"If you think maths is a hard subject you won't succeed," 10-year-old Hai Yang tells me.
Along with some of the other pupils from Class 4D at Woodgrove Primary School, he's explaining the maths lesson I have just been watching.
The whole class has just been working on a problem, taking it in turns to stand up and explain how they worked it out.
And they do this in English, one of several languages spoken in Singapore.
It turns out there is more than one way to reach the right solution.
What is impressive is their commitment to understanding exactly how to do it.
"If we just blindly look at the teacher's answer, when we grow up we might not know how to do it any more," says Megna.
This is an approach known as maths mastery which some schools in the UK have begun using in an adapted form.
It is just part of a success story which has led to global interest.
Singapore benefits from being a small system, where all the teachers are centrally trained at the vast National Institute of Education.
The Director, Professor Tan Oon Seng, told me they recruit teachers for their depth of subject knowledge and expect them to make sure each child grasps the building blocks.
"We believe in Singapore in the fundamentals, that in order for a child to be well educated you need to give them the fundamental language and grammar in various disciplines, a language where you can read, a language where you can understand numbers. "
Singapore has also thought a lot about how to make teaching a rewarding profession.
The status is relatively high because of the competition to get in.
Teachers can follow a career path that takes them towards being a principal, a researcher into education or a master classroom teacher.
They get time to deepen their knowledge and prepare lessons.
But Singapore is not resting on its laurels.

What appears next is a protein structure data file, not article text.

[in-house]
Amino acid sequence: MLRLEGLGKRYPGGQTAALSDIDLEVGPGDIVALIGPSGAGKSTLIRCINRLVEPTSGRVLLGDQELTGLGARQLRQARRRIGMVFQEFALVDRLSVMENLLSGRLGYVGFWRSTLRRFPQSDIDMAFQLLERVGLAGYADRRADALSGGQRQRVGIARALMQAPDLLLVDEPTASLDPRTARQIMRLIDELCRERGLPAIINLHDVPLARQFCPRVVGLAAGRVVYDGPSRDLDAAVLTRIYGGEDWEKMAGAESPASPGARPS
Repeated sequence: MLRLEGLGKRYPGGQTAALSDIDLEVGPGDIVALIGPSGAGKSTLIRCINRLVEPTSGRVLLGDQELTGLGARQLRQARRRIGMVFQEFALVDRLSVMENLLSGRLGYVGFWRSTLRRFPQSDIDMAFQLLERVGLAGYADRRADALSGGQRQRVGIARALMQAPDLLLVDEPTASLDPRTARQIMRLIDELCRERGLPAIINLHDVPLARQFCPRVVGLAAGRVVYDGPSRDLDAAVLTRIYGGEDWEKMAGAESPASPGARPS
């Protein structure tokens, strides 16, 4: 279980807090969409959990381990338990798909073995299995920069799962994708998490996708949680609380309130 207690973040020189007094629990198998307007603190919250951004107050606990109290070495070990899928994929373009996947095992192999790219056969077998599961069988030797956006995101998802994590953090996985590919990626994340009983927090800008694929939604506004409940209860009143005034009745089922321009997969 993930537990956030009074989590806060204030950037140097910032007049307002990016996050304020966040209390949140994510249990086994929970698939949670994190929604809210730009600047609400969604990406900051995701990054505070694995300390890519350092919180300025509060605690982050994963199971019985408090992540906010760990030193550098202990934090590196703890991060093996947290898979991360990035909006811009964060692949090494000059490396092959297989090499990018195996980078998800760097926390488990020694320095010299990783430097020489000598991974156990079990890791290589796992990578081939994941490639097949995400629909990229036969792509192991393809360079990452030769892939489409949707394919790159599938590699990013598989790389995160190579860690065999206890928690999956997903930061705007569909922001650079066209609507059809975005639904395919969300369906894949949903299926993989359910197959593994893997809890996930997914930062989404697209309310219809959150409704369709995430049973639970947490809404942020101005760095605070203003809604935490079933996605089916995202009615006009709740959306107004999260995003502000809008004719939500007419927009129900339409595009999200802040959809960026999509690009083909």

At two secondary schools I saw attempts to inject more creativity into learning.
In Montfort Secondary school they are encouraging the teenage boys to make prototype products, ranging from a smart garden watering system to an electronic keyboard.
Using your science and maths skills to solve real world problems is exactly the kind of ability the PISA tests are intended to measure.
An empty room at the school is being turned into what they call a "makers lab".
Simple tools and materials will be available for the pupils to use in their spare time to make things to take home.
If they want to work out how to light up their guitar with LED lights, this is where they can do it.
"We want to make learning authentic for students. It's got to be related to the real world, so it helps their learning, not just in science but in many other areas," said teacher Ricky Tan Pee Loon.
Another striking feature of Singapore's education is that head teachers are rotated between schools every six to eight years
There is also an increasing emphasis on collaboration.
Khoo Tse Horng, the principal at St Hilda's secondary school, says teachers are working differently too.
When he started in teaching it was much more about being mentored by someone more experienced.
"Today teachers work in teams, they grow together, they research together, they work together."
But perhaps the most powerful collaborators in Singapore's success are its parents.
The system is competitive, with a Primary School Leaving Exam that influences whether a child gets a place at their first choice school.
Secondary school pupils are streamed into an academic "express" stream and what is described as the normal stream which is more likely to lead to a technical or vocational diploma.
So one evening at 20:00 I watch children as young as four practising maths at one of the 3Gabacus centres.
Lucas, who is six, is happily solving maths problems against the clock.
His parents Eric and Nicole Chan tell me they bring their children for an hour of extra tuition to give them extra confidence.
There is a downside, captured in a recent film by volunteers at a Singapore brand agency.
It is about a girl who becomes depressed and stressed in the run up to her end of primary exam.
Jerome Lau, one of the directors at Splash, says it was inspired by the experience of a friend.
"If you start judging them and giving them a label it's a really unfair. Every child has the potential to do well."
Singapore's system is changing partly due to a recognition that the stakes are high.
So changes to the way scores are published and used to rank pupils are being introduced.
This is a system which recognises some of its weaknesses but remains committed to being remaining among the best.